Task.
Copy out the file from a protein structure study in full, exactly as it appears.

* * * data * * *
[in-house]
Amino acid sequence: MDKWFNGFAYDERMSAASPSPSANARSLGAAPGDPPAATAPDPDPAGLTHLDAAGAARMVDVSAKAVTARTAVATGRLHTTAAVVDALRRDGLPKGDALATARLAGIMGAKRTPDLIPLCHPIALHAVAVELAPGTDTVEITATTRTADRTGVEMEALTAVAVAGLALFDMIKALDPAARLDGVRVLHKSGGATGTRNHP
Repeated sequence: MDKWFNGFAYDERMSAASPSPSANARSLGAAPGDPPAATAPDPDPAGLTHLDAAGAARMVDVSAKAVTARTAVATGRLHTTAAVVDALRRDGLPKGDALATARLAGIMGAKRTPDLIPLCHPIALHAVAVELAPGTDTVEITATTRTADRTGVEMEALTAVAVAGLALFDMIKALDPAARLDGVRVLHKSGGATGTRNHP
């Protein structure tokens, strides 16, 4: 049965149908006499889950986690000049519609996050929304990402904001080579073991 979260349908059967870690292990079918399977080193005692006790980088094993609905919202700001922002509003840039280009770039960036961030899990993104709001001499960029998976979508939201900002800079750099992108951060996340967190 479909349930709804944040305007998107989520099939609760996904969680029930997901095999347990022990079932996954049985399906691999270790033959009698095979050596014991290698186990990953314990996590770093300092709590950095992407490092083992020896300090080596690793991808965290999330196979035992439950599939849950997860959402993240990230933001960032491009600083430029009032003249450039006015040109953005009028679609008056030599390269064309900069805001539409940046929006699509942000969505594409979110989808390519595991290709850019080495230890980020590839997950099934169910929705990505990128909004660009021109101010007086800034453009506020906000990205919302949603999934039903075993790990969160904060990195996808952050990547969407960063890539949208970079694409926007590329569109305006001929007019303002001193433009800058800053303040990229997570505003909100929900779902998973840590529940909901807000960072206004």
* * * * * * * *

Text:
[in-house]
Amino acid sequence: MDKWFNGFAYDERMSAASPSPSANARSLGAAPGDPPAATAPDPDPAGLTHLDAAGAARMVDVSAKAVTARTAVATGRLHTTAAVVDALRRDGLPKGDALATARLAGIMGAKRTPDLIPLCHPIALHAVAVELAPGTDTVEITATTRTADRTGVEMEALTAVAVAGLALFDMIKALDPAARLDGVRVLHKSGGATGTRNHP
Repeated sequence: MDKWFNGFAYDERMSAASPSPSANARSLGAAPGDPPAATAPDPDPAGLTHLDAAGAARMVDVSAKAVTARTAVATGRLHTTAAVVDALRRDGLPKGDALATARLAGIMGAKRTPDLIPLCHPIALHAVAVELAPGTDTVEITATTRTADRTGVEMEALTAVAVAGLALFDMIKALDPAARLDGVRVLHKSGGATGTRNHP
């Protein structure tokens, strides 16, 4: 049965149908006499889950986690000049519609996050929304990402904001080579073991 979260349908059967870690292990079918399977080193005692006790980088094993609905919202700001922002509003840039280009770039960036961030899990993104709001001499960029998976979508939201900002800079750099992108951060996340967190 479909349930709804944040305007998107989520099939609760996904969680029930997901095999347990022990079932996954049985399906691999270790033959009698095979050596014991290698186990990953314990996590770093300092709590950095992407490092083992020896300090080596690793991808965290999330196979035992439950599939849950997860959402993240990230933001960032491009600083430029009032003249450039006015040109953005009028679609008056030599390269064309900069805001539409940046929006699509942000969505594409979110989808390519595991290709850019080495230890980020590839997950099934169910929705990505990128909004660009021109101010007086800034453009506020906000990205919302949603999934039903075993790990969160904060990195996808952050990547969407960063890539949208970079694409926007590329569109305006001929007019303002001193433009800058800053303040990229997570505003909100929900779902998973840590529940909901807000960072206004």